close
Contact us
Please enter your name
Please enter your telephone number
Please enter your email address
Please enter the details of your enquiry

Please type the following word into the box below:

We’ll only use this information to handle your enquiry and we won’t share it with any third parties. For more details see our Privacy Policy

Drinker Wins Discrimination Claim Against Brewery

Advertisements that perpetuate gender stereotyping have recently been in the spotlight after the Advertising Standards Agency (ASA) banned adverts for Philadelphia Cream Cheese and Volkswagen's eGolf following complaints from the public that they featured men and women engaged in gender-stereotypical activities.

The ASA's action was taken following the introduction in June of a rule in the Advertising Codes that adverts 'must not include gender stereotypes that are likely to cause harm, or serious or widespread offence'. The rule applies to broadcast and non-broadcast media (including online and social media).

A further illustration that what may be intended as a well-meaning or light-hearted marketing or advertising campaign can inadvertently stray into the realms of discrimination involved a brewery that rebranded its beer 'Punk IPA' as 'Pink IPA' and sold it at a discounted price only to customers who identified as women. To defeat a discrimination claim in such circumstances, the promoter must show that the campaign is a proportionate means of achieving a legitimate aim.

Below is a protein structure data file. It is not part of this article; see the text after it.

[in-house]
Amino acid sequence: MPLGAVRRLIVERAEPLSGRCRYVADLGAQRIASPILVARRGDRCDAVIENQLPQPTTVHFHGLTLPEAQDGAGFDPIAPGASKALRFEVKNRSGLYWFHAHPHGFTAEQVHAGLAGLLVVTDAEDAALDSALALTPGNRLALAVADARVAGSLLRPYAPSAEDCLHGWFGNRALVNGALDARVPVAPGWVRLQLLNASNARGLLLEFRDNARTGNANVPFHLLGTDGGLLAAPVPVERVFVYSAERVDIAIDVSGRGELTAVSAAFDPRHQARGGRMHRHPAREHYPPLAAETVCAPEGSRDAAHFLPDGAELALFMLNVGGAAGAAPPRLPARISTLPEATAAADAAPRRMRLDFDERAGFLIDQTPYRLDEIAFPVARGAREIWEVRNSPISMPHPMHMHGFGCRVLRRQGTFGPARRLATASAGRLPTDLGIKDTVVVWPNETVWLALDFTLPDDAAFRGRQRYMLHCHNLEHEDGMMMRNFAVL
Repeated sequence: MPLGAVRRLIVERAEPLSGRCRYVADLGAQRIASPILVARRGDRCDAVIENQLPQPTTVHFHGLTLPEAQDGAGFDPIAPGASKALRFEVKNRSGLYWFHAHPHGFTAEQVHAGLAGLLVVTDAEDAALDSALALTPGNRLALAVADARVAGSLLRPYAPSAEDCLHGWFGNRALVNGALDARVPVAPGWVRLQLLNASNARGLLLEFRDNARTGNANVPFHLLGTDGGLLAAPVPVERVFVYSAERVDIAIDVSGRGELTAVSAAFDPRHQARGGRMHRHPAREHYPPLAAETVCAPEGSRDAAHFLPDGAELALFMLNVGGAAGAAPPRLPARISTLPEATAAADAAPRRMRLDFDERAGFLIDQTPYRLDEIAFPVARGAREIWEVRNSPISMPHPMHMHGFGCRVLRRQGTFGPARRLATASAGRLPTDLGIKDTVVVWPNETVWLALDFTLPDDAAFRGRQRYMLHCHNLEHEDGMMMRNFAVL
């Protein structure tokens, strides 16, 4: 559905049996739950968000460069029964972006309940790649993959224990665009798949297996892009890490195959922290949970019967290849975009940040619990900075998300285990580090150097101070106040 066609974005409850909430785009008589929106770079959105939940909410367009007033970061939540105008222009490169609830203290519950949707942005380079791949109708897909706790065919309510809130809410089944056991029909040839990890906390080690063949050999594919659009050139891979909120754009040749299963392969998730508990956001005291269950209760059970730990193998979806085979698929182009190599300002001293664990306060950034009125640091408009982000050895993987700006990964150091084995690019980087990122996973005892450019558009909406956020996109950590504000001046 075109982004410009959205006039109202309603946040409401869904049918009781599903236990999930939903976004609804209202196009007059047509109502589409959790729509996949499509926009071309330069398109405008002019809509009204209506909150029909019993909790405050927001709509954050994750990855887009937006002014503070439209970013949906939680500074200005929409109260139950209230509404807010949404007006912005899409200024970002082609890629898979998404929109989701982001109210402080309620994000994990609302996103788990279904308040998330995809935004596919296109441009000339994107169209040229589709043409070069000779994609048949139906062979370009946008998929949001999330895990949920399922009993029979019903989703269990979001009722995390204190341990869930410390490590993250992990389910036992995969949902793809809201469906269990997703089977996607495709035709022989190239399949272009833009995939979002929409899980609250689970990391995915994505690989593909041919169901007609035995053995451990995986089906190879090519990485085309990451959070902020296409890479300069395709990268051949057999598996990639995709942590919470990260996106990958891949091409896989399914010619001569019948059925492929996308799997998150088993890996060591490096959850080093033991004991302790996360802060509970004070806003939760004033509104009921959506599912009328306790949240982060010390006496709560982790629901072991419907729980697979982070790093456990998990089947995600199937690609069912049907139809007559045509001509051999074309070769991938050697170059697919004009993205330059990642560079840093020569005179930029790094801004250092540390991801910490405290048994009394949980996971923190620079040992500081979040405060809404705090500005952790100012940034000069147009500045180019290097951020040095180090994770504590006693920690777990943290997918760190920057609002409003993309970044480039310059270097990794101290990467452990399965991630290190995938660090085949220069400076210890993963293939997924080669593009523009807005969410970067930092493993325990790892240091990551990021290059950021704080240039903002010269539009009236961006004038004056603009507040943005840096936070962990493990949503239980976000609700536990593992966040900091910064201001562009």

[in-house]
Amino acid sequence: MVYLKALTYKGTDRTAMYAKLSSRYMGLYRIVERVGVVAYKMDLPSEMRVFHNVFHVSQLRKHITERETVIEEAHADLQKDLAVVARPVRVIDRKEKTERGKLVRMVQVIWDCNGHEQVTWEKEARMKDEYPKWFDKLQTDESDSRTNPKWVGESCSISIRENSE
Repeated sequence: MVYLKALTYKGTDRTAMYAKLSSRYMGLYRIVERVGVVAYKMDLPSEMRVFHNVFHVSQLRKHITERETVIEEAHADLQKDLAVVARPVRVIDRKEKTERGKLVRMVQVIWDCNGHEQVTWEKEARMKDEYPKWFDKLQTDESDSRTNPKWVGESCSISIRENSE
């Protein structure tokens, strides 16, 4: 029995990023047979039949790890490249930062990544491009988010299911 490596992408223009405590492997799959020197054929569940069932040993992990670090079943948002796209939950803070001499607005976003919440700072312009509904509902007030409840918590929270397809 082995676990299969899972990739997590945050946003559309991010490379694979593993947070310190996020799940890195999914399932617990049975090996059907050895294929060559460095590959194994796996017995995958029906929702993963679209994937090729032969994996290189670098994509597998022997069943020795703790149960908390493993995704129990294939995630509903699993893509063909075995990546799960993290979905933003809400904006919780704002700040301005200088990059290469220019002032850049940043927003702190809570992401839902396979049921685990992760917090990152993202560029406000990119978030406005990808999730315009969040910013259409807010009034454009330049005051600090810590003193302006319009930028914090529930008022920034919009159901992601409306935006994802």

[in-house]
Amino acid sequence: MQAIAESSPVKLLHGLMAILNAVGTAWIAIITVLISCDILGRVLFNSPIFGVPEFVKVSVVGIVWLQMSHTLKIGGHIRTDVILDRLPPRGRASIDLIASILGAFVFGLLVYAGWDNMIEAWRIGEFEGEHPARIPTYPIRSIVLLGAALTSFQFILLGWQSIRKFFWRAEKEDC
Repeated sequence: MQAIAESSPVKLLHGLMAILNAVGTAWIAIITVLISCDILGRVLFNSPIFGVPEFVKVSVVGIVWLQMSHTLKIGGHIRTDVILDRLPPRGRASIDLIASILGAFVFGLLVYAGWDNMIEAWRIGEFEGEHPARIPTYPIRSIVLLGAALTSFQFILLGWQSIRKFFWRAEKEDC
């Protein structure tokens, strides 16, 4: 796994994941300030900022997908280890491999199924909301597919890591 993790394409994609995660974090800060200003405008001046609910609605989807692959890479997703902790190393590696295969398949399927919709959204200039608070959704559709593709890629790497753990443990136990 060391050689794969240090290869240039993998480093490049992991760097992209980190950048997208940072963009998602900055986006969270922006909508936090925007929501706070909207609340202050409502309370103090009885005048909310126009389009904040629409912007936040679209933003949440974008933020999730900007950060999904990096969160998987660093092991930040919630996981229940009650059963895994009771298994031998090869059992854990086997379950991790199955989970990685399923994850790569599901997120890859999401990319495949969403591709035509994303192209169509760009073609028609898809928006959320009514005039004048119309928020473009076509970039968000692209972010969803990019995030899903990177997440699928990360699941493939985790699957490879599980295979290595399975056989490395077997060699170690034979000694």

A customer launched proceedings against the brewery under the Equality Act 2010 after a barman at one of its pubs twice refused to sell him the Pink IPA because he was male. The price of the beer was 20 per cent lower than that applied to Punk IPA, which was available to all drinkers regardless of their gender. The customer only succeeded in purchasing the beer after telling the barman that he identified as female.

The brewery claimed that the campaign was a satirical attempt to highlight the gender pay gap and had the specific anti-discriminatory objective of encouraging discussion of gender inequality issues. The beer was sold as part of a four-week marketing campaign that commenced on International Women's Day. The 20 per cent markdown on price was said to reflect the difference between men's and women's pay in the UK.

However, the judge rejected the brewery's arguments and upheld the customer's direct sex discrimination claim. He was unconvinced that the campaign had enhanced awareness of the gender pay gap in any way or assisted women in overcoming the disadvantage of being paid less than men.

The customer was awarded £1,000 in damages to reflect the humiliation he had endured, and the brewery was ordered to pay his legal costs.

The contents of this article are intended for general information purposes only and shall not be deemed to be, or constitute legal advice. We cannot accept responsibility for any loss as a result of acts or omissions taken in respect of this article.